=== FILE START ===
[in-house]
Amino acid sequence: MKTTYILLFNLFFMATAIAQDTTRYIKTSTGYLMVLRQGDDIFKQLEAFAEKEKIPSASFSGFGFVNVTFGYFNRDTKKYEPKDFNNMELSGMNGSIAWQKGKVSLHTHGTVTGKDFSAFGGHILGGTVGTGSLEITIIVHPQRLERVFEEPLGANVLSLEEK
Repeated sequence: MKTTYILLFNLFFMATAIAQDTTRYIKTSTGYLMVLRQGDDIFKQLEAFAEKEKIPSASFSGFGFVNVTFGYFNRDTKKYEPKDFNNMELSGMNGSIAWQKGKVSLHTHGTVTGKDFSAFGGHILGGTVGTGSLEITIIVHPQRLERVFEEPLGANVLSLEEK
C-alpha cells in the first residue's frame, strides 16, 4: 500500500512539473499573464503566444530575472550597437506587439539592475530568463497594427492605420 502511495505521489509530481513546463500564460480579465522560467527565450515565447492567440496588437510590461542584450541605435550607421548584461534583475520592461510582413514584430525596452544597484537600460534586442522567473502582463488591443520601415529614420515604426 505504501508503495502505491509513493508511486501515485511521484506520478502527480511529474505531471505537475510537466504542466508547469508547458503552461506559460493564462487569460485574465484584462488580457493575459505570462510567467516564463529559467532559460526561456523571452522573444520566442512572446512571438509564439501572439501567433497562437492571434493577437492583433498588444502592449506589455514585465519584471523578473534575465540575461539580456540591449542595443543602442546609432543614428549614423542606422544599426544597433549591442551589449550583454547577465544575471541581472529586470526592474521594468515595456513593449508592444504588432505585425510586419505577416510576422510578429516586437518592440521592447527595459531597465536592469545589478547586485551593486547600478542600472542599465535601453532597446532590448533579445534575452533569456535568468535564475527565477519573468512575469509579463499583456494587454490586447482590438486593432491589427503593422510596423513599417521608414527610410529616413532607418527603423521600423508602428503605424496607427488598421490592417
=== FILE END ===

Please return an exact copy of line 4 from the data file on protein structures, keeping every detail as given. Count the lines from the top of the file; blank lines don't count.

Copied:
C-alpha cells in the first residue's frame, strides 16, 4: 500500500512539473499573464503566444530575472550597437506587439539592475530568463497594427492605420 502511495505521489509530481513546463500564460480579465522560467527565450515565447492567440496588437510590461542584450541605435550607421548584461534583475520592461510582413514584430525596452544597484537600460534586442522567473502582463488591443520601415529614420515604426 505504501508503495502505491509513493508511486501515485511521484506520478502527480511529474505531471505537475510537466504542466508547469508547458503552461506559460493564462487569460485574465484584462488580457493575459505570462510567467516564463529559467532559460526561456523571452522573444520566442512572446512571438509564439501572439501567433497562437492571434493577437492583433498588444502592449506589455514585465519584471523578473534575465540575461539580456540591449542595443543602442546609432543614428549614423542606422544599426544597433549591442551589449550583454547577465544575471541581472529586470526592474521594468515595456513593449508592444504588432505585425510586419505577416510576422510578429516586437518592440521592447527595459531597465536592469545589478547586485551593486547600478542600472542599465535601453532597446532590448533579445534575452533569456535568468535564475527565477519573468512575469509579463499583456494587454490586447482590438486593432491589427503593422510596423513599417521608414527610410529616413532607418527603423521600423508602428503605424496607427488598421490592417